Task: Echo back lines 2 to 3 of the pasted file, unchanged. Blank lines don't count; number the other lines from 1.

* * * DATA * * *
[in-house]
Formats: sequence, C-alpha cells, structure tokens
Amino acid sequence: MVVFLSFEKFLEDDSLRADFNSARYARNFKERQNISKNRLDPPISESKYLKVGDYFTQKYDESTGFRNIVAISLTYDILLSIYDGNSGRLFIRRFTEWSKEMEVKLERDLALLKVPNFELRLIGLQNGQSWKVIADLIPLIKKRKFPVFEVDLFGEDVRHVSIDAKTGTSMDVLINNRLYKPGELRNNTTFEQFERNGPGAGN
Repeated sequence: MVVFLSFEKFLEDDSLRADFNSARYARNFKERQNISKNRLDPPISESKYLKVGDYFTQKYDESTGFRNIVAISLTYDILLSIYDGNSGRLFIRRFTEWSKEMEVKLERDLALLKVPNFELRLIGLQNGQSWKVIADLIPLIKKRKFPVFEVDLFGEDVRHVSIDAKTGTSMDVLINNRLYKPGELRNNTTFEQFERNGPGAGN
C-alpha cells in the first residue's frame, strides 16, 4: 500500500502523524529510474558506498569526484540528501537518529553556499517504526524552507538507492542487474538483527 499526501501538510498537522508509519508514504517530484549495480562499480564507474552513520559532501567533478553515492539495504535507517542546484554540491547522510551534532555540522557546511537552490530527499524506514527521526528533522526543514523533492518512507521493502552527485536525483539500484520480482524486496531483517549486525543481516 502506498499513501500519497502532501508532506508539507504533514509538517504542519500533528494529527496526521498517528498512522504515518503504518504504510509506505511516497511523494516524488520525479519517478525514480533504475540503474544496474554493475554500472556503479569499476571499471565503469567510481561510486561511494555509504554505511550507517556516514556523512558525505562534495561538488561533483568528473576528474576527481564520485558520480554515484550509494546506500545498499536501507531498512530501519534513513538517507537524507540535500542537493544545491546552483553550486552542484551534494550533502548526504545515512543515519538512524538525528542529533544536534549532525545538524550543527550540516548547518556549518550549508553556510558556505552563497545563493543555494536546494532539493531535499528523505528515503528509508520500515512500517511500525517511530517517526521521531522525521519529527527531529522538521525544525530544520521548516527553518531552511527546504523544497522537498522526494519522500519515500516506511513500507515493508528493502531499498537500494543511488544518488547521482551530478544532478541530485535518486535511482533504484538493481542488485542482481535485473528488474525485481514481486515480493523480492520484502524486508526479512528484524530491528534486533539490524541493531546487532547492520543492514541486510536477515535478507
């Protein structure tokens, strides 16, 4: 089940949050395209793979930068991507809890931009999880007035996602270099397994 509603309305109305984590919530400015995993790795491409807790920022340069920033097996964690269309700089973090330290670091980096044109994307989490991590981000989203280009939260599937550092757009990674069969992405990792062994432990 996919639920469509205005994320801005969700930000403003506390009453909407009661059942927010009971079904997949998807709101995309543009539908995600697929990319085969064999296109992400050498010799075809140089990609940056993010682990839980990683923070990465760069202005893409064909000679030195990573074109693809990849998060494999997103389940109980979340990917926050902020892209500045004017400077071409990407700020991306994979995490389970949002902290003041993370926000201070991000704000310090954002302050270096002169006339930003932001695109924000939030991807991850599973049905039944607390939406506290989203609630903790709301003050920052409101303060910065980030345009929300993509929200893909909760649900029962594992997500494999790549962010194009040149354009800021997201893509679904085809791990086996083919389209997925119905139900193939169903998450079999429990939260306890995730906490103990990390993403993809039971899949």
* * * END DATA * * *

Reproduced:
Formats: sequence, C-alpha cells, structure tokens
Amino acid sequence: MVVFLSFEKFLEDDSLRADFNSARYARNFKERQNISKNRLDPPISESKYLKVGDYFTQKYDESTGFRNIVAISLTYDILLSIYDGNSGRLFIRRFTEWSKEMEVKLERDLALLKVPNFELRLIGLQNGQSWKVIADLIPLIKKRKFPVFEVDLFGEDVRHVSIDAKTGTSMDVLINNRLYKPGELRNNTTFEQFERNGPGAGN